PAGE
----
July 13-16, 2014 – Bluffton, SC and Savannah, GA

We left Hollywood Sunday morning and drove south to Bluffton, SC which is about 10 miles north of Savannah, GA.  We are staying at Hardeeville RV a few miles outside Bluffton.   We are visiting Mike and Brenda, friends Rex knew in Ohio.  This location gives us a good base to both visit Mike and Brenda and also see Savannah.  This is a nice park with large spaces, grass and trees.

Best of all it has a very nice fenced dog park and the dog are certainly enjoying it.


After we got set up Mike and Brenda picked us up for a great lunch and gave us a tour of the Bluffton area.  Rex has not seen Mike and Brenda since he moved away from Ohio in the mid 70’s so he is enjoying catching up with their lives.

Monday morning we drove to the Georgia Welcome Center and picked up information about what to see in Savannah.  After lunch we went to Hilton Head Island and drove around looking at all the pricey resorts and golf courses.   This is not our kind of place to spend much time in as it is crowded and you can’t see much except buildings so we didn’t spend much time here.

Today is Nancy’s birthday but we are going to celebrate tomorrow with a trolley tour and riverboat cruise in Savannah.

Tuesday morning we drove into Savannah and took a three hour bus tour of the historical district of Savannah.  At the end of the tour we had lunch at Johnny Harris Restaurant – the oldest restaurant in Savannah.  We enjoyed our tour and lunch and learned a lot from our guide but were not able to take pictures through the windows.  We will come back another day and walk around so we can get pictures of the great old mansions and the beautiful squares. We also enjoyed meeting a couple from Florida and a couple from Oklahoma during lunch.  

After the bus tour we went to River Street and took a riverboat cruise on the Savannah River Queen.  

Our cruise started by going up river past the shipping docks and then turning around and going back towards Savannah.  We had a great view of downtown Savannah and the Talmadge Memorial Bridge.  We cross this bridge when we drive into Savannah.

The building in the middle is made from river rocks from England that were used as ballast in ships that came into port.  River Street in front of these buildings is also paved with these rocks.

This memorial to World War II depicts how the world was split in two during the war.

Another great view of River Street - a lot of these buildings were cotton warehouses and now are shops and restaurants.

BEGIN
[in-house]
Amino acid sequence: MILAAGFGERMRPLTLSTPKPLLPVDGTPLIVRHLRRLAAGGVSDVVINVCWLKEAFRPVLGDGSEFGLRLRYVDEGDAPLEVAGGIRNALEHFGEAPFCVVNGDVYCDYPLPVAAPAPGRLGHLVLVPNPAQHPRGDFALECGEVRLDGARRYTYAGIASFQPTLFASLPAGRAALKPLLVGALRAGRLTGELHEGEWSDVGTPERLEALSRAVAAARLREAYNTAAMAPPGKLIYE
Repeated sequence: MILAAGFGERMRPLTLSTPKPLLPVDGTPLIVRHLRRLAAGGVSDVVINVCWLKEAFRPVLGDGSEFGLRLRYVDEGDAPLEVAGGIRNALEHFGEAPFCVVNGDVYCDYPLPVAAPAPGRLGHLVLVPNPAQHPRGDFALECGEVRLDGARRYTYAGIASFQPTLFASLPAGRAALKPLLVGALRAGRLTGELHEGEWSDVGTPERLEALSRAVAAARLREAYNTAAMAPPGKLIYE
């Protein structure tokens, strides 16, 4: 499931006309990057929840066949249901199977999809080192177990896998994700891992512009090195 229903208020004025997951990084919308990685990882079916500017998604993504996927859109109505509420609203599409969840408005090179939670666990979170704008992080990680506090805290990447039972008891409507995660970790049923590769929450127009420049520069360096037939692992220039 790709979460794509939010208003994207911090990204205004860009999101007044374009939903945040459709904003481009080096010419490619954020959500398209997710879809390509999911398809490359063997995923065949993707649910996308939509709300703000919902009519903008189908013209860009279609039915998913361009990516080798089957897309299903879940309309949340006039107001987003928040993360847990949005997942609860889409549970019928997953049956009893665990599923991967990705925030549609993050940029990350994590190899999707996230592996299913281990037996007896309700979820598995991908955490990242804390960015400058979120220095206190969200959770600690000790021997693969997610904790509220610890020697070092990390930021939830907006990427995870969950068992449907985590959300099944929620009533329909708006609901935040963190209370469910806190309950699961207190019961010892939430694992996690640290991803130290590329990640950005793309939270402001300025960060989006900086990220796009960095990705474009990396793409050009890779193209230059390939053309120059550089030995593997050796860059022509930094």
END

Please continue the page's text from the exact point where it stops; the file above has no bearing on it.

We enjoyed our visit to Savannah and are excited to come back to walk around the Historic District.  A big thunderstorm hit when we got back to the RV Park and it rained most of the evening.

Wednesday morning we drove to Cockspur Island and stopped at Fort Pulaski National Monument.  Construction on Fort Pulaski began in 1829 and required $1 million, 25 million bricks, and 18 years to finish.  Before construction could begin, the marshy ground on Cockspur Island had to be prepared for the heavy fort.  In 1829, Robert E. Lee, fresh out of West Point, took on his first assignment as assistant engineer at Fort Pulaski. Lee conducted surveys, selected the exact site for the fort, and began building the drainage and dike systems on the island.  Upon completion, Fort Pulaski was considered state-of-the-art and invincible.

This is the first fort we have visited that was surrounded by a moat - they even had drawbridges.

During the Civil War the Georgia Militia seized Fort Pulaski and held it until April 11, 1862.  On April 10th the Union Army started bombarding the fort and among the 36 guns and mortars were 10 new experimental rifled cannons, whose projectiles began to bore through Pulaski’s walls.  It was great that in the reconstruction of the fort they left this wall with the projectile holes in the wall.

The small hole in the middle of this picture still has a rifled shell embedded in it.

Federal troops garrisoned Fort Pulaski until the war’s end, when it was used to house several political prisoners.  After 1880 a caretaker and lighthouse keeper was the fort’s only occupants.  They too were soon removed and the fort was abandoned.  The island was made a national monument in 1924 and restoration began in 1933.  Much of the work was done by the CCC.

After touring the fort we took a short hike to Cockspur Island Lighthouse.  The trail went through marshes and was totally surrounded by vegetation in many places – it was also full of mosquitoes and other biting insects so we hiked very fast.

Just as we got to the end of the trail for a great view of the lighthouse it started raining.  We hurried back to the Jeep but still got soaked.  The view of the lighthouse was worth fighting the mosquitoes and rain.

We really enjoyed visiting Fort Pulaski and think it is one of the best forts we have ever visited.

By the time we got back to the Jeep it had stopped raining so we headed on to Tybee Island and toured the Tybee Island Light Station and Museum.  The Tybee Island Light Station was built in 1773 and is 145 feet tall and 154 feet above sea level.  It was the third lighthouse to be built on Tybee.  The Lighthouse was burned in 1861 by the confederates and rebuilt in 1867 after the Civil War.  The bottom 60 feet are the original 1773 Lighthouse and the top 85 feet were reconstructed in 1867.

We climbed to the top of the lighthouse – 178 steps – and got a great view of the Fort Screven’s batteries.  These batteries were part of America’s Coastal Defense System until 1945.

We enjoyed touring Tybee Island Light Station and climbing to the top.  This is the first lighthouse we have climbed this summer.


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